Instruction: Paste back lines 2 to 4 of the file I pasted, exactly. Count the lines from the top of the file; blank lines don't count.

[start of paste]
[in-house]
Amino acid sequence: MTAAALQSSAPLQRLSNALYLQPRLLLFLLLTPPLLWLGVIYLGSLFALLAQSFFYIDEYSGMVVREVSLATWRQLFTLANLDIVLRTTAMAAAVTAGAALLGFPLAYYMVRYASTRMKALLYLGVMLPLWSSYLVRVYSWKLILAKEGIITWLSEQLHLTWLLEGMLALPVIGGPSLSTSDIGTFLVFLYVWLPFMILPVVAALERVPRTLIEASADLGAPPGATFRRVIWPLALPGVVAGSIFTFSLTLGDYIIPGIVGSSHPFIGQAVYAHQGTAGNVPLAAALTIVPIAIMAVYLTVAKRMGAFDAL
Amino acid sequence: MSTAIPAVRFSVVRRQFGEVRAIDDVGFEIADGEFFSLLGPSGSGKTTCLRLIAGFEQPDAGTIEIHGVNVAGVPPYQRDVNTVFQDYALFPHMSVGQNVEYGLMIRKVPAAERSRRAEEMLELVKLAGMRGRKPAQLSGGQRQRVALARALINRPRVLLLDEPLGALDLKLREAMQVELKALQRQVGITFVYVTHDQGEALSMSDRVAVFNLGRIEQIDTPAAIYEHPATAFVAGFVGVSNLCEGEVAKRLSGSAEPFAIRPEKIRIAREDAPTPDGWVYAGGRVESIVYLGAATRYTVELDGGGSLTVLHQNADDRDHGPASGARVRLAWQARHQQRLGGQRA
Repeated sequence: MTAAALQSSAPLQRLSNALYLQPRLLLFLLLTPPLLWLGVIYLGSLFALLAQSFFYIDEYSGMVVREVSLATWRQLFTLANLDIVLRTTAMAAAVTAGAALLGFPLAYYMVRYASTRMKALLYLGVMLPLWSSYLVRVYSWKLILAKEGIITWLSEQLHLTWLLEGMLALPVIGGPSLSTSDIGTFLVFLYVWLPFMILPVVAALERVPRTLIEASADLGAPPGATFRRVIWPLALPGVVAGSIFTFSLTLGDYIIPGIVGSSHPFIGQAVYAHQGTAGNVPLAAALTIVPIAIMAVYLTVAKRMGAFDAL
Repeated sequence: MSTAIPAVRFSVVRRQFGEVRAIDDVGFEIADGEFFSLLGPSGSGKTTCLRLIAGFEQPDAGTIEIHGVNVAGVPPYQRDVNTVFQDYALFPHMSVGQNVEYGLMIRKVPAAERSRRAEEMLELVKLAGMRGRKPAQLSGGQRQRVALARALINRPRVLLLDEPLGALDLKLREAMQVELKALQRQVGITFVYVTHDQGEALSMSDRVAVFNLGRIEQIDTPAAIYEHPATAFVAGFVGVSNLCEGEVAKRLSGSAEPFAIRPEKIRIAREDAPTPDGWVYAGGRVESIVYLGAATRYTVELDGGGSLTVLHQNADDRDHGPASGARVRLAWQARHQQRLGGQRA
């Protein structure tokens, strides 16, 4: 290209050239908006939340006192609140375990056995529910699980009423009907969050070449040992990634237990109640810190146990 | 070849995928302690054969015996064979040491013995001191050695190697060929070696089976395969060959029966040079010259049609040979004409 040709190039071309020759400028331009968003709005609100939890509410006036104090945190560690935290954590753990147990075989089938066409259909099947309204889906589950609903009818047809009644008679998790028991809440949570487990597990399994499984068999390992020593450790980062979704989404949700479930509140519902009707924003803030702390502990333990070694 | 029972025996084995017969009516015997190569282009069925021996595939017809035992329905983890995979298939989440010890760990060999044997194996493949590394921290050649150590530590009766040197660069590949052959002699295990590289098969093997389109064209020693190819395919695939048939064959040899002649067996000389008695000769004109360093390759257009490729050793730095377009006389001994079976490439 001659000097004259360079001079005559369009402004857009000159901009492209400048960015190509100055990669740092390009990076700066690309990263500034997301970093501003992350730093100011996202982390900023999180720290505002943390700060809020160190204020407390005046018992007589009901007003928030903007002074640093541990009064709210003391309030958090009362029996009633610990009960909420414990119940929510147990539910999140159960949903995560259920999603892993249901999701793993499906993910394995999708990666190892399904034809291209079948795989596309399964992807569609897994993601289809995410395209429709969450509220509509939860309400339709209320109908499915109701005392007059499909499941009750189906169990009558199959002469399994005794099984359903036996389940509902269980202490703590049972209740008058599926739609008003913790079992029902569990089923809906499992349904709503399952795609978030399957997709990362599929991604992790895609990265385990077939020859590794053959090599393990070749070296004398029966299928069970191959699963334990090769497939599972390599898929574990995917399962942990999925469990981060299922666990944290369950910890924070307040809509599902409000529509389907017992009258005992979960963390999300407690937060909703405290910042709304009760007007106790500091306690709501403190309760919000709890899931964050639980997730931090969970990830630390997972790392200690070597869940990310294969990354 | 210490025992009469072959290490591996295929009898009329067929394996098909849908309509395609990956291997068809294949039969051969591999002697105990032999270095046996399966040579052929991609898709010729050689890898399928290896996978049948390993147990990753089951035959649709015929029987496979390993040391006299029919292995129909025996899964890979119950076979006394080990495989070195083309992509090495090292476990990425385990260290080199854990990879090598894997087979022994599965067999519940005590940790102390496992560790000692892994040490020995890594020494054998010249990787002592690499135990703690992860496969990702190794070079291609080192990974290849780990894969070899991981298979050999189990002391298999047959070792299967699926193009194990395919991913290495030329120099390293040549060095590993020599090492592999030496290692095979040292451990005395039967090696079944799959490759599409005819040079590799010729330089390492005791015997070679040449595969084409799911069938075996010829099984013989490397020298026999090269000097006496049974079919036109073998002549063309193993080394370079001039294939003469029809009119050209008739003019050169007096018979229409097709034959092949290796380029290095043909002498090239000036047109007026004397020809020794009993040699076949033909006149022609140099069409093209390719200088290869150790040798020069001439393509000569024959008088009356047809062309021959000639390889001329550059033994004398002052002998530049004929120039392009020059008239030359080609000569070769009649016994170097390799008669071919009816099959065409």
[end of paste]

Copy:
Amino acid sequence: MTAAALQSSAPLQRLSNALYLQPRLLLFLLLTPPLLWLGVIYLGSLFALLAQSFFYIDEYSGMVVREVSLATWRQLFTLANLDIVLRTTAMAAAVTAGAALLGFPLAYYMVRYASTRMKALLYLGVMLPLWSSYLVRVYSWKLILAKEGIITWLSEQLHLTWLLEGMLALPVIGGPSLSTSDIGTFLVFLYVWLPFMILPVVAALERVPRTLIEASADLGAPPGATFRRVIWPLALPGVVAGSIFTFSLTLGDYIIPGIVGSSHPFIGQAVYAHQGTAGNVPLAAALTIVPIAIMAVYLTVAKRMGAFDAL
Amino acid sequence: MSTAIPAVRFSVVRRQFGEVRAIDDVGFEIADGEFFSLLGPSGSGKTTCLRLIAGFEQPDAGTIEIHGVNVAGVPPYQRDVNTVFQDYALFPHMSVGQNVEYGLMIRKVPAAERSRRAEEMLELVKLAGMRGRKPAQLSGGQRQRVALARALINRPRVLLLDEPLGALDLKLREAMQVELKALQRQVGITFVYVTHDQGEALSMSDRVAVFNLGRIEQIDTPAAIYEHPATAFVAGFVGVSNLCEGEVAKRLSGSAEPFAIRPEKIRIAREDAPTPDGWVYAGGRVESIVYLGAATRYTVELDGGGSLTVLHQNADDRDHGPASGARVRLAWQARHQQRLGGQRA
Repeated sequence: MTAAALQSSAPLQRLSNALYLQPRLLLFLLLTPPLLWLGVIYLGSLFALLAQSFFYIDEYSGMVVREVSLATWRQLFTLANLDIVLRTTAMAAAVTAGAALLGFPLAYYMVRYASTRMKALLYLGVMLPLWSSYLVRVYSWKLILAKEGIITWLSEQLHLTWLLEGMLALPVIGGPSLSTSDIGTFLVFLYVWLPFMILPVVAALERVPRTLIEASADLGAPPGATFRRVIWPLALPGVVAGSIFTFSLTLGDYIIPGIVGSSHPFIGQAVYAHQGTAGNVPLAAALTIVPIAIMAVYLTVAKRMGAFDAL